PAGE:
Land reform

The Land Reform Project, led by Leon Louw and Gail Daus, has made great strides with new work on urban land tenure issues (Alexandra and “Perryville”), the economic implications of the Communal Land Rights Act (CLaRA) (Eastern Cape), and the Makuleke land restitution and natural resource management in the northern part of the Kruger National Park. This work contributes to the project’s focus on tenure upgrade, emphasising how tradable title can enhance economic development in urban and rural areas.   

The Law Review Project and Free Market Foundation have a long-standing relationship with Alexandra and have used their unique understanding to launch several case studies on land tenure in urban communities there.

In light of the apartheid legacy of inferior land ownership by between 50 to 80 percent of South Africans, we have undertaken to pioneer the first ever large-scale upgrade of deeds in partnership with the “Perryville” Municipality. This project will see close to 20,000 homeowners, who lack freehold title (unambiguous legal ownership), receiving full freehold title.      

Temba Nolutshungu and Laura Grube interviewed traditional leaders and government officials in the Eastern Cape to see how CLaRA, if implemented, would affect rural communities. The legislation provides for the transfer of title in communal land to the communities and for land rights to be documented and registered in the deeds registry.

As part of Enterprise Africa!, a joint project between the FMF and the Mercatus Center (USA), a study of the Makuleke land restitution story will be published shortly. The Makuleke are an example of how private property rights can create an incentive for communities to care for the natural environment. The Makuleke community was awarded property rights within the Kruger National Park and have used the land to develop ecotourism.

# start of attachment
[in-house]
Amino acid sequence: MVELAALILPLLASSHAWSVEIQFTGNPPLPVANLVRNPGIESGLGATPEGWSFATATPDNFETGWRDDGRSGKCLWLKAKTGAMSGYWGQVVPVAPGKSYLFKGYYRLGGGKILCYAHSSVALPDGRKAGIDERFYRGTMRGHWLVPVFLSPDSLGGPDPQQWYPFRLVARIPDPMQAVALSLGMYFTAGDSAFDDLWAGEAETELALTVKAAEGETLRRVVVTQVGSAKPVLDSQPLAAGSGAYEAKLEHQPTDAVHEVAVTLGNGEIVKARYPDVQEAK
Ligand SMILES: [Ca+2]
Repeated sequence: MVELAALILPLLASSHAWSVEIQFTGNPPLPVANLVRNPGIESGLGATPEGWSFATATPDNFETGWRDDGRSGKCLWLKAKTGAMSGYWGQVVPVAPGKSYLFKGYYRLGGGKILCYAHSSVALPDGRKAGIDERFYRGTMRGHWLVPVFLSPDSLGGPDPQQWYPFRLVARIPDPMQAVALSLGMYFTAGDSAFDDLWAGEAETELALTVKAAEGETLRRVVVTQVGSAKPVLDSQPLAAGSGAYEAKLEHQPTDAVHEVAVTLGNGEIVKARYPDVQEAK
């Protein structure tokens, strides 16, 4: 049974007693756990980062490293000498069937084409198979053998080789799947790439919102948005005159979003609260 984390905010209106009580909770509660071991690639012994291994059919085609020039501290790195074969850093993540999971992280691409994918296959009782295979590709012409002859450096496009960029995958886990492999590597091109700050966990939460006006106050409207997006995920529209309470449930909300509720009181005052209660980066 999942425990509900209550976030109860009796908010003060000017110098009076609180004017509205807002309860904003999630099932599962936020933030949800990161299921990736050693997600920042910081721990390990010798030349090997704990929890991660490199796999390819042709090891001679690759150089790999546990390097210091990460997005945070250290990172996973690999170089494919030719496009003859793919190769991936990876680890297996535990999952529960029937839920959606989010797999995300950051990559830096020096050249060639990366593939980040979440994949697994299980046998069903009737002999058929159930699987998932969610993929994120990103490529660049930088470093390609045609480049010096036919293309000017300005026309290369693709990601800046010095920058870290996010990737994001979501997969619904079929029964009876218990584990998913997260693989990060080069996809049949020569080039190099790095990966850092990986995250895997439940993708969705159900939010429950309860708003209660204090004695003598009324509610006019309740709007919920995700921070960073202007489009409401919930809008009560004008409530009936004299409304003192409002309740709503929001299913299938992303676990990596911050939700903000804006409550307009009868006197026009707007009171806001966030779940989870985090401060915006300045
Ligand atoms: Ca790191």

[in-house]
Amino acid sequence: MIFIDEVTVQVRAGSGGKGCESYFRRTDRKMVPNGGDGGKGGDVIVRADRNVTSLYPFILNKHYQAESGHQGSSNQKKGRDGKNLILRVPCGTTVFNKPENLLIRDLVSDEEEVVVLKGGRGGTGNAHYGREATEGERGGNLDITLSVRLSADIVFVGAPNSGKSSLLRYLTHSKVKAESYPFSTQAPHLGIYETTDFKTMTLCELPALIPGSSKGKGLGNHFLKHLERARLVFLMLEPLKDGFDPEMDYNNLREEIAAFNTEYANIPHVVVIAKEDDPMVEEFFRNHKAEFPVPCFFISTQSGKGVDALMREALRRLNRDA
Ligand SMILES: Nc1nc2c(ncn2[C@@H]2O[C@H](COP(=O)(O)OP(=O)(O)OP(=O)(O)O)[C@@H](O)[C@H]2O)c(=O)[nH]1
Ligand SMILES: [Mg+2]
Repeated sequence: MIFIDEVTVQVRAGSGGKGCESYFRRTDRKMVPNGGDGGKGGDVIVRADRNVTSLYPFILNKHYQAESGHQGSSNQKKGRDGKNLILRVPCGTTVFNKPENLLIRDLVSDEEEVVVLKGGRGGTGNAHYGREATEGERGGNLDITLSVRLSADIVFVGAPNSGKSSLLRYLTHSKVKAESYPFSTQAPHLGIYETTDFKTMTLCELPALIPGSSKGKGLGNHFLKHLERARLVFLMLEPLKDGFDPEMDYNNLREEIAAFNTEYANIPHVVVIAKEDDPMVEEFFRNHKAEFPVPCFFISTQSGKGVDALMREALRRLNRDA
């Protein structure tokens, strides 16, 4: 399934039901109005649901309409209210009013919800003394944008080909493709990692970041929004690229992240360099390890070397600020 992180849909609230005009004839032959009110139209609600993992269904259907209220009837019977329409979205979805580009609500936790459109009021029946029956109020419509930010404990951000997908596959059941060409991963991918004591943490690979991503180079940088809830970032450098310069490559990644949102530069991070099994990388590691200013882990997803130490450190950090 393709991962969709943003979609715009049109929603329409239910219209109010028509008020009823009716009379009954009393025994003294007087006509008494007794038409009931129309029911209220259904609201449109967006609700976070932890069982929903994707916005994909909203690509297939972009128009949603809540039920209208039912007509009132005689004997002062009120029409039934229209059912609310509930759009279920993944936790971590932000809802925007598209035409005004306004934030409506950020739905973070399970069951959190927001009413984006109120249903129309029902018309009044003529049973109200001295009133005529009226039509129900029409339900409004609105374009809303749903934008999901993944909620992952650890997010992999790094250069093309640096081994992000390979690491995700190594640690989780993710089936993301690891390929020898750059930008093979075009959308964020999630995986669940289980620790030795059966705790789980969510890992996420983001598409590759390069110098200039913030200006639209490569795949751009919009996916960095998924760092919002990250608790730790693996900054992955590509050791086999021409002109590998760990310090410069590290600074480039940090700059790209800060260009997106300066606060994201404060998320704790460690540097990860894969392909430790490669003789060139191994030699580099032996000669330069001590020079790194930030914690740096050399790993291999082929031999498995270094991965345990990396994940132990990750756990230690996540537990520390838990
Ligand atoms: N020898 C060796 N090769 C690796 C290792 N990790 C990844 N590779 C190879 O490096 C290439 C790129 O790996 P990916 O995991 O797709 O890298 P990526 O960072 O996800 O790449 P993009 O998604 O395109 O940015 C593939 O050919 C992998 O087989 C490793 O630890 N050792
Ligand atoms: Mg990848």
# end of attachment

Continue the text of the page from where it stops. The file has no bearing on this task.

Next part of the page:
3rd annual intellectual property rights indaba

IPR 2009 is to be held at the Indaba Hotel on Thursday and Friday, 19 and 20 November 2009. This year we are anticipating attendance by at least 150 delegates and more media coverage than we achieved last year. The overall theme will be Innovation, Economic Growth and Job Creation – the Role of Intellectual Property Rights.

The Annual IPR Indaba is intended to increase the awareness of all South Africans of the importance of intellectual property rights in the economy and their everyday lives. Topics to be covered will include the role of IPR in economic growth, innovation, software (including the complementary role of proprietary and open source software in a modern economy), IPR from publicly funded research, pharmaceuticals, agriculture, the entertainment industry and the importance of combating piracy in order to encourage innovation and the development of new products in every field of endeavour.